Horrific Conditions in Los Angeles County Jail - by Stephen Lendman
In July 2008, the Southern California ACLU released a "Report on Mental Health Issues at Los Angeles County" Jail by Dr. Terry Kupers, a practicing psychiatrist, an expert on long-term isolated prison confinement and correctional mental health issues. He's also written numerous articles on these topics, and been an expert witness on the mental health crisis behind bars, what he wrote about in his book "Prison Madness."
In May, he toured the LA County Jail system where most inmates aren't convicted and are awaiting trial - Men's Central Jail (MCJ), Twin Towers 1 & 2 (TT 1 & 2), and the Inmate Reception Center (IRC). He interviewed 18 prisoners in private, confidential settings; others in more casual, cell-front ones; and discussed issues with mental health and custody staff.
As in all prisons nationwide, many LA County inmates suffer "serious mental illness." Incarceration exacerbates it. They need treatment, but aren't getting it.
Besides prison confinement harm, state mental hospital deinstitutionalization took hold in the 1980s, part of Reagan Revolution policies that whatever government can do, business does better, so let it. As a result, large numbers of seriously ill patients were discharged, based on studies indicating community care was superior to state facilities. The consequences were predictable. The promise was never realized because of budget cuts, unaffordable housing, and other priorities.
In 1955, state and VA psychiatric hospitals had about 550,000 patients. In 2008, there were less than 60,000, but given constraints today on budget strapped states and communities, the numbers are likely lower and dropping.
Yet according to a study by the Federal Bureau of Justice Statistics, over a million individuals suffer from significant mental illness in jails and prisons. With 20,000 detainees, some call the LA County Jail system the largest psychiatric hospital in the country (the Men's Central Jail has 5,000), but, like elsewhere, treatment there's not forthcoming.
Correctional setting mental illness factors:
"are complex, including shortcomings in our public mental health systems, the tendency for post-Hinckley criminal courts to give relatively less weight to psychiatric testimony, the incarceration of large numbers of drug offenders including those with dual diagnoses (substance abuse and mental illness), and the growing tendency for local governments to incarcerate homeless people for a variety of minor crimes."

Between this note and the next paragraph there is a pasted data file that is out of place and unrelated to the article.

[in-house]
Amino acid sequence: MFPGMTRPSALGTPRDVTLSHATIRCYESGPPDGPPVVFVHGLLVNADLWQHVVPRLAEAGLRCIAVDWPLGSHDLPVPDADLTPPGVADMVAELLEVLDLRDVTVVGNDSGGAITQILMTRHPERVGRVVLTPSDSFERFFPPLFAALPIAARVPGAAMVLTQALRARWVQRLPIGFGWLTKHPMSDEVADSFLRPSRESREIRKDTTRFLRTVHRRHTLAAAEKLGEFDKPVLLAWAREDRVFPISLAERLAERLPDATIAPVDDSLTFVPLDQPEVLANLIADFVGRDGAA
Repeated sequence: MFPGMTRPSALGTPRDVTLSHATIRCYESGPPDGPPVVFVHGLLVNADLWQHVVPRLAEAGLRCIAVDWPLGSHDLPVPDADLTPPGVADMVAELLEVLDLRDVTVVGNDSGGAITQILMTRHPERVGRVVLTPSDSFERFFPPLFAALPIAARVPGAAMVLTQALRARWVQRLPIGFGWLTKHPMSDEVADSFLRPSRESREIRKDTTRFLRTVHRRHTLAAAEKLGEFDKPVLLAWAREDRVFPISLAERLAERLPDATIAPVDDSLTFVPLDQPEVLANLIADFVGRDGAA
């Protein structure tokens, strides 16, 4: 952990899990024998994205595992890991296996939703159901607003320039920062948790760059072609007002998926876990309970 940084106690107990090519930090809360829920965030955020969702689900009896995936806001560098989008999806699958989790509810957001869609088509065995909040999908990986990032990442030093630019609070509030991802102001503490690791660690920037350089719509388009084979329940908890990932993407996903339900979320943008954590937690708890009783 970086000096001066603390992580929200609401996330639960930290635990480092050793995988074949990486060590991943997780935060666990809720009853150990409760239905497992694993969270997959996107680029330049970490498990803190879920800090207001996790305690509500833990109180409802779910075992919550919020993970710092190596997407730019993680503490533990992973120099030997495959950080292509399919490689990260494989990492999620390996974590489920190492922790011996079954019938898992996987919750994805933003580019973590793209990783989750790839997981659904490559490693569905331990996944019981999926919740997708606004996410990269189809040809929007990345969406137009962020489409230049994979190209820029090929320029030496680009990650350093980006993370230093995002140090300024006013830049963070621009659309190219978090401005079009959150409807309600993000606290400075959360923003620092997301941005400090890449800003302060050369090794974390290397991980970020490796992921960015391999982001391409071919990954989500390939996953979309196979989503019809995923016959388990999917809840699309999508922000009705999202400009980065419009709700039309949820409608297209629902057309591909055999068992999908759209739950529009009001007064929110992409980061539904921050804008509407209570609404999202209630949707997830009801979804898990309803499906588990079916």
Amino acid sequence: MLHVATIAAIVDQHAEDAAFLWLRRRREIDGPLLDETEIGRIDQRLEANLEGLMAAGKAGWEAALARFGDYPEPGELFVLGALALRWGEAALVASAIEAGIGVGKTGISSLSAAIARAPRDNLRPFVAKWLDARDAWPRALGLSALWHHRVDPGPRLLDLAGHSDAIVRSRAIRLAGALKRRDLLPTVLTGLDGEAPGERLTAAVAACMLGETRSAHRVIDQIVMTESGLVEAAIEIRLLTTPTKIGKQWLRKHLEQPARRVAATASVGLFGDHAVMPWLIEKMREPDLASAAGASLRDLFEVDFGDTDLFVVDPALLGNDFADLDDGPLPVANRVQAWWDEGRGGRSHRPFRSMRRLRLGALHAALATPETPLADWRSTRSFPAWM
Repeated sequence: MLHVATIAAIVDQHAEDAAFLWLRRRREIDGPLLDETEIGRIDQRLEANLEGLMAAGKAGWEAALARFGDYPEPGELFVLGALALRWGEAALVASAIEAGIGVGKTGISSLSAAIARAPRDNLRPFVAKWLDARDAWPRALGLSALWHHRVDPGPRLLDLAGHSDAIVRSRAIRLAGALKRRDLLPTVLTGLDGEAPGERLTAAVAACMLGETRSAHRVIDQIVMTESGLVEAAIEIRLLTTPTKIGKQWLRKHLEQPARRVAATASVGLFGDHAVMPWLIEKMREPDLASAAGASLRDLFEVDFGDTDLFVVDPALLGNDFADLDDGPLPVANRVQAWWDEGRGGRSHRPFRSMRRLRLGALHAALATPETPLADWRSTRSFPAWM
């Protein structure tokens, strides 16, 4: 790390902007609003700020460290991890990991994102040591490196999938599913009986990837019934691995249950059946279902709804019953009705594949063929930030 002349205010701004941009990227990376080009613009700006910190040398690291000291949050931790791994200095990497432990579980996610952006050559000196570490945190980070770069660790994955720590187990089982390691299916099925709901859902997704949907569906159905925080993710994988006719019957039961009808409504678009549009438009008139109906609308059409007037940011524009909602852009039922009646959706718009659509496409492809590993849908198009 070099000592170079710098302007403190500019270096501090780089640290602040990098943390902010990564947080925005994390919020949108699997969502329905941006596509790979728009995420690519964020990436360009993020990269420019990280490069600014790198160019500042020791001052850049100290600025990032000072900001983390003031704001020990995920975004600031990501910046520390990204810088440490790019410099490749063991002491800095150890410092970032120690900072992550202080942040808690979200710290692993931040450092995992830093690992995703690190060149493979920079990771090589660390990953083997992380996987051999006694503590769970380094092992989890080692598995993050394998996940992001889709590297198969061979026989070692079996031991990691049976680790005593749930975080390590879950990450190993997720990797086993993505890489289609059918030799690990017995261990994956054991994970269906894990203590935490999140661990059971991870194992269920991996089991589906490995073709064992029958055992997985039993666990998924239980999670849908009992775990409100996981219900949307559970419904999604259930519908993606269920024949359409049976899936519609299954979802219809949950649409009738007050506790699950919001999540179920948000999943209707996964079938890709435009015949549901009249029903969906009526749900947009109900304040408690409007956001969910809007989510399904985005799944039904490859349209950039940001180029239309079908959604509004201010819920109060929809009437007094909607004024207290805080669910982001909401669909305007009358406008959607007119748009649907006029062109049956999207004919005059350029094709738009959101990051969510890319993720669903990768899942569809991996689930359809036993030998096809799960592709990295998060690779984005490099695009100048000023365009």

As a result, the prevalence of prison mental illness is high and rising - about 15 - 30% according to national epidemiological studies. The 2006 Special Report from the Federal Bureau of Prison Statistics titled, "Mental Health Problems of Prison and Jail Inmates," confirms a high, unprecedented mental illness population behind bars, concluding that 64% of jail inmates suffer significantly - based on structured interviews, "not necessarily clinical diagnoses."
A comparable 1999 study estimated 19%. The 2006 one concludes that previously homeless inmates are twice as likely to be ill, the result of living on streets or in unfavorable environments, unconducive to good mental health.
Other epidemiological studies concur with the Bureau of Justice Statistics, and despite the prevalence of inmate illness, few prisoners get help, what's provided is inadequate, and medications only for many are stressed. Even then, they're only given to symptomatic inmates, then withdrawn when they abate, when it's essential they be continued. Otherwise, those in need aren't helped.
Overcrowding and Few Inmate Programs - A Serious Problem
When the 1970s prison population was much smaller, studies showed overcrowding caused violence, mental illness, and suicides. Today it's much worse. "One ha(s) only to tour a jail or prison to understand how violence and madness were bred by the crowding."
Imagine a small dormitory expanded to house 150 prisoners - the situation in LA County Men's Central Jail with bunk beds lined up in rows. "A prisoner cannot move more than a few feet away from a neighbor, and lines form at the pay telephones and the urinals."
It's the same with four men crammed into small cells with barely enough room to get off bunks for any reason. The cells have no chairs, desks or any space but bunks to sit or lie on. It's enough to fray anyones nerves, but with "tough men" in small spaces, altercations follow, then disciplinary action, greater anger, and inevitable mental illness for many.